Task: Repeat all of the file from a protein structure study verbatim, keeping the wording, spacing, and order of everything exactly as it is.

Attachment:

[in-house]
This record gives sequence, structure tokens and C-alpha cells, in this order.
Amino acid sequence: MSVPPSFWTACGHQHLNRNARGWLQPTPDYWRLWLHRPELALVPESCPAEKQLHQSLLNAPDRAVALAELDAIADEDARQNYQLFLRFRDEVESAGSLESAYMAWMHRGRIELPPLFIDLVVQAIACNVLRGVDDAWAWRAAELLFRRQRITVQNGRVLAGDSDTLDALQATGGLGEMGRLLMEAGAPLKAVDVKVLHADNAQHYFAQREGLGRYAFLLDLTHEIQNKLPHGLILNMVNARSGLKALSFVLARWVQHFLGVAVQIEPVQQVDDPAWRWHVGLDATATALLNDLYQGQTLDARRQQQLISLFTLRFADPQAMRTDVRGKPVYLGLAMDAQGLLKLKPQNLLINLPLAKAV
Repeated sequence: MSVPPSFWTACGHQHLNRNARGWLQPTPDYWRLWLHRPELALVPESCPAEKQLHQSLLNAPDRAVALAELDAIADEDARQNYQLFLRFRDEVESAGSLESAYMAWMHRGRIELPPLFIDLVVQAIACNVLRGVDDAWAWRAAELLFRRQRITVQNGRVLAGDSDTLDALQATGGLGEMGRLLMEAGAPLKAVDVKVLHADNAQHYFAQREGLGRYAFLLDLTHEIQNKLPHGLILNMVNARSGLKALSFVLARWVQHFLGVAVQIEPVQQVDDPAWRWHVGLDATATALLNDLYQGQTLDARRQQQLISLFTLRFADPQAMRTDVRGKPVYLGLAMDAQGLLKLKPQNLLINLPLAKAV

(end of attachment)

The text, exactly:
[in-house]
This record gives sequence, structure tokens and C-alpha cells, in this order.
Amino acid sequence: MSVPPSFWTACGHQHLNRNARGWLQPTPDYWRLWLHRPELALVPESCPAEKQLHQSLLNAPDRAVALAELDAIADEDARQNYQLFLRFRDEVESAGSLESAYMAWMHRGRIELPPLFIDLVVQAIACNVLRGVDDAWAWRAAELLFRRQRITVQNGRVLAGDSDTLDALQATGGLGEMGRLLMEAGAPLKAVDVKVLHADNAQHYFAQREGLGRYAFLLDLTHEIQNKLPHGLILNMVNARSGLKALSFVLARWVQHFLGVAVQIEPVQQVDDPAWRWHVGLDATATALLNDLYQGQTLDARRQQQLISLFTLRFADPQAMRTDVRGKPVYLGLAMDAQGLLKLKPQNLLINLPLAKAV
Repeated sequence: MSVPPSFWTACGHQHLNRNARGWLQPTPDYWRLWLHRPELALVPESCPAEKQLHQSLLNAPDRAVALAELDAIADEDARQNYQLFLRFRDEVESAGSLESAYMAWMHRGRIELPPLFIDLVVQAIACNVLRGVDDAWAWRAAELLFRRQRITVQNGRVLAGDSDTLDALQATGGLGEMGRLLMEAGAPLKAVDVKVLHADNAQHYFAQREGLGRYAFLLDLTHEIQNKLPHGLILNMVNARSGLKALSFVLARWVQHFLGVAVQIEPVQQVDDPAWRWHVGLDATATALLNDLYQGQTLDARRQQQLISLFTLRFADPQAMRTDVRGKPVYLGLAMDAQGLLKLKPQNLLINLPLAKAV